Everyone expects that finding and buying the right home will take a good deal of attention and energy. After all, it’s as important a purchase as we ever make. But when you add in the potential that something on your mortgage application could bring everything to a screeching halt, that’s one detail that has the potential to trigger what could turn everything into a truly harrowing experience.
The average credit score in America is around 688. That might look like a respectably large number, yet it’s considered mediocre when it comes to mortgages. And the truth is that most Americans are blissfully unaware of what is going on with their credit reports most of the time…that is, until they’re presented with a mortgage application. Ideally, everybody should take a look at their report well before they are faced with a mortgage application—but if you’re one of the majority who hasn’t done so, there is no need to panic. You may still be able to deal with credit issues that threaten to delay your otherwise smooth transaction.
The most common issue that homebuyers come up against during the mortgage application process is one or more late payments that ding the final score. In most cases, these are small amounts that were likely forgotten and can be quickly cured. Schedule an immediate payment—and be sure to record the receipt. Once the bank sees that the account has been brought current, they will most often proceed.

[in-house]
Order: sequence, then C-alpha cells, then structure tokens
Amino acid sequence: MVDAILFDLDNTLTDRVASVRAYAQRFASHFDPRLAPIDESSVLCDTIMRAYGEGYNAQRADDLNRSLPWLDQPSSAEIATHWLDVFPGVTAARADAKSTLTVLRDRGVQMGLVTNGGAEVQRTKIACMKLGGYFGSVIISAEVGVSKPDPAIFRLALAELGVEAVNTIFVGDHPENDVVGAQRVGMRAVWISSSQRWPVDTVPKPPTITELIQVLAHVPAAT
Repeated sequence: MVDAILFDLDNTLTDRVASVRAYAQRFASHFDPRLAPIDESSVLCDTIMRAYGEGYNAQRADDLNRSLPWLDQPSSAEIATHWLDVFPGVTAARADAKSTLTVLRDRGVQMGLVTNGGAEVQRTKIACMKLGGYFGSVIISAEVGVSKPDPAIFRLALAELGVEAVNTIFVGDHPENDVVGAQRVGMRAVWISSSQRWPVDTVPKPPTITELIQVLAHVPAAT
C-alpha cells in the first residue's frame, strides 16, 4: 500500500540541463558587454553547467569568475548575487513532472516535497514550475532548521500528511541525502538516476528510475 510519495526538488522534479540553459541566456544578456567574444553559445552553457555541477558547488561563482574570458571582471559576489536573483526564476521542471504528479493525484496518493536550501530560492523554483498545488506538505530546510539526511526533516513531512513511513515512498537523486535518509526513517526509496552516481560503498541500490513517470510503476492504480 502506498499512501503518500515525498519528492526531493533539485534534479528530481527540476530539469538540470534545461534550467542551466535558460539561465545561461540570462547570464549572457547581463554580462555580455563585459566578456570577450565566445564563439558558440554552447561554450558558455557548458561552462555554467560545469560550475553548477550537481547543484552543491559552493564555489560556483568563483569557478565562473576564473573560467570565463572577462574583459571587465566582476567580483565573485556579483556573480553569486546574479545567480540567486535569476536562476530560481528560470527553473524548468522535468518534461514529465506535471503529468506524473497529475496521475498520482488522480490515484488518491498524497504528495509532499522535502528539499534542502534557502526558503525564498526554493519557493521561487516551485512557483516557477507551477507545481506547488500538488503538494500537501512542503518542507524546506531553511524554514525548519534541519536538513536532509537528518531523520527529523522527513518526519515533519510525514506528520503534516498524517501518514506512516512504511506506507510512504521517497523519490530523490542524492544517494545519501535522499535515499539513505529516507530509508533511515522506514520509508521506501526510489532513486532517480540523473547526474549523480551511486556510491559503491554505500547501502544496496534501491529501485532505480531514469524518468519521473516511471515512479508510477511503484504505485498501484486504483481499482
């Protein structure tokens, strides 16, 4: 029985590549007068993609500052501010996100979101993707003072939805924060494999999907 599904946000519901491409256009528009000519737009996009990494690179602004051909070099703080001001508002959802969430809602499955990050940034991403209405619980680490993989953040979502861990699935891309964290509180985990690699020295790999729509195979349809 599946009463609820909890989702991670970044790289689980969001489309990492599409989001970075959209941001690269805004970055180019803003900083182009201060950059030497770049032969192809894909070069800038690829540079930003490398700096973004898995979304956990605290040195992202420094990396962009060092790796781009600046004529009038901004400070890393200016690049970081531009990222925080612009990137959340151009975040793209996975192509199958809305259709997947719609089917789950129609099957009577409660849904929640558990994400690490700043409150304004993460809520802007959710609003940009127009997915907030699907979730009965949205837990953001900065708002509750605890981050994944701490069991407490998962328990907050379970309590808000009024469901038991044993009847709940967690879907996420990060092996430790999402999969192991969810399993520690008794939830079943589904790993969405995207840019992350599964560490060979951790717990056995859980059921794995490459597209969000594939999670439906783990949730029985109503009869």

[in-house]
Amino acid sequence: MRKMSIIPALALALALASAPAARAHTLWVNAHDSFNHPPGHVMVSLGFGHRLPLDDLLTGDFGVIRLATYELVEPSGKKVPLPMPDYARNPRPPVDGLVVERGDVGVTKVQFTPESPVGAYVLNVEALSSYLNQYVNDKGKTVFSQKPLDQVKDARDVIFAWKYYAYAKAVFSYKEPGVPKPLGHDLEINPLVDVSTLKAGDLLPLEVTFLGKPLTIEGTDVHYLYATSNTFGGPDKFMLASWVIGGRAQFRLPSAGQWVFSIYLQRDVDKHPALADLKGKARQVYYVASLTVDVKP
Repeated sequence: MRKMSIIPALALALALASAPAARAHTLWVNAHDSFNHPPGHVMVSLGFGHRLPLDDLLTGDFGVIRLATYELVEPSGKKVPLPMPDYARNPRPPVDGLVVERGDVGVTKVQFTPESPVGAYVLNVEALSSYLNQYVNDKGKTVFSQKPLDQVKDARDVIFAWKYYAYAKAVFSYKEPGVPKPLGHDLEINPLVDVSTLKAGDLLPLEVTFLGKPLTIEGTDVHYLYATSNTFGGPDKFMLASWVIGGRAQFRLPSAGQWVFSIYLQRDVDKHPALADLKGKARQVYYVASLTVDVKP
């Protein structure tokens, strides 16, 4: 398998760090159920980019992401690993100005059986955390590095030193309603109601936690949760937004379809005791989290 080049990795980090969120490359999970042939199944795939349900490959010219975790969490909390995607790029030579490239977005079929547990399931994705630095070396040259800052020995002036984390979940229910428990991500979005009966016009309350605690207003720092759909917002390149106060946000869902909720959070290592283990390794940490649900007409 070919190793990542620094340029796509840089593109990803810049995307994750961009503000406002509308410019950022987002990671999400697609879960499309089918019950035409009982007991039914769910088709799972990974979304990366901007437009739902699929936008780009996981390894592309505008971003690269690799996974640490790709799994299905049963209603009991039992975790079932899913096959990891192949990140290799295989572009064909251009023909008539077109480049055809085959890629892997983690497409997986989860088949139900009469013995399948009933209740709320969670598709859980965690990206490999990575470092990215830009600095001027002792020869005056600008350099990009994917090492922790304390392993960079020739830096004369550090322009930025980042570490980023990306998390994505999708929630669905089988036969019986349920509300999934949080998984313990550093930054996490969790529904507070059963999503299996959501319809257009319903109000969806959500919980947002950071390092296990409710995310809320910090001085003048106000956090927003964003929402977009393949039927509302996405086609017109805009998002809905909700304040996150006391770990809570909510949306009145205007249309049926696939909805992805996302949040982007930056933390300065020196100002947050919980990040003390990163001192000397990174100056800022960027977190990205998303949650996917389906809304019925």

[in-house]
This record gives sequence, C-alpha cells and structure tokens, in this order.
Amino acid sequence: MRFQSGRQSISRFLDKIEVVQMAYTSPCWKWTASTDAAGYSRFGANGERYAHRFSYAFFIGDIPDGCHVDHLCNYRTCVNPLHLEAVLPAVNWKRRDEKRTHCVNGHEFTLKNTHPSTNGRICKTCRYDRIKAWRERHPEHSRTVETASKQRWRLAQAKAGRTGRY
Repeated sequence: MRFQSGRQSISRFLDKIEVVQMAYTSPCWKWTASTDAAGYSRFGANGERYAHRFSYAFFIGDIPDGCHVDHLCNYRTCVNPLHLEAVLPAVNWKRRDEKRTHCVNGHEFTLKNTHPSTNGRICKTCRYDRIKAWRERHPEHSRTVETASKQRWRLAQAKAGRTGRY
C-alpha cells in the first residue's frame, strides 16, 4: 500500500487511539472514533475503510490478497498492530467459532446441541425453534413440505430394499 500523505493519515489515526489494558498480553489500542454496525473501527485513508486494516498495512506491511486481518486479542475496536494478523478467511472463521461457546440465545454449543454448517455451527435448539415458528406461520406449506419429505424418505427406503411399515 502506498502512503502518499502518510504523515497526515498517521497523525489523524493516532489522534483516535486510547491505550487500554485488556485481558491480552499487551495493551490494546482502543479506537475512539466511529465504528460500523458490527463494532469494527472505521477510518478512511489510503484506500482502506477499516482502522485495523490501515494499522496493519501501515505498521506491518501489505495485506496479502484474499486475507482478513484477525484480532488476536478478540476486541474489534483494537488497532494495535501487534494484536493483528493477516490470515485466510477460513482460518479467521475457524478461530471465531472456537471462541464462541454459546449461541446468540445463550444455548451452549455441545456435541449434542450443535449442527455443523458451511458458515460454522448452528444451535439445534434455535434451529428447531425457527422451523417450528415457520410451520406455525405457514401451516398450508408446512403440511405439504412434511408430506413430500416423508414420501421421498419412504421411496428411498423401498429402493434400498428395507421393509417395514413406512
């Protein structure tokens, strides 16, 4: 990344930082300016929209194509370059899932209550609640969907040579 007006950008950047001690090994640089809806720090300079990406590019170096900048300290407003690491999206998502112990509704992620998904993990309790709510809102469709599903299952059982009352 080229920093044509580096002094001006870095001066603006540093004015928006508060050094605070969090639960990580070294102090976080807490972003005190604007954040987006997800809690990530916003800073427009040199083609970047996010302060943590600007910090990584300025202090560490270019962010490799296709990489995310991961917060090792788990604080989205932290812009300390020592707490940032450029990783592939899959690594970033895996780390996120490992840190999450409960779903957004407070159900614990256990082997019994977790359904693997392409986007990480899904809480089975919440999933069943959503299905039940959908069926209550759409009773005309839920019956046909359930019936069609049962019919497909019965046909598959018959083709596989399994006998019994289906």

Issues stemming from a stolen identity can be more severe and may take a bit more time and effort to straighten out. First, let the bank know that the charges on your report are not yours; then document the entire process of disputing the charges with the credit bureau and having them removed from your report. The downside is that this typically takes from 1 – 6 months to complete. In most cases, your bank will proceed—but will delay closing until you can furnish proof that the issues have been resolved.
In the event that you have late payments that you cannot afford to bring current, you may be able to make a settlement with the creditor that the bank will accept. The Catch-22 is that they will typically want you to pay off the debt completely. This is when it’s going to be necessary to have a candid discussion with your mortgage specialist: once you have made the situation clear, he or she will explain your best options.
If you haven’t taken a recent look at your credit report, now is the time to do so. You don’t have to wait until you’re filling out a mortgage application to benefit from identifying potential credit issues…in fact, keeping tabs on your score can pay off in every situation where credit comes into play!
Questions? I’m happy to refer you to one of our great mortgage brokers even before you get your house hunt started. Call me!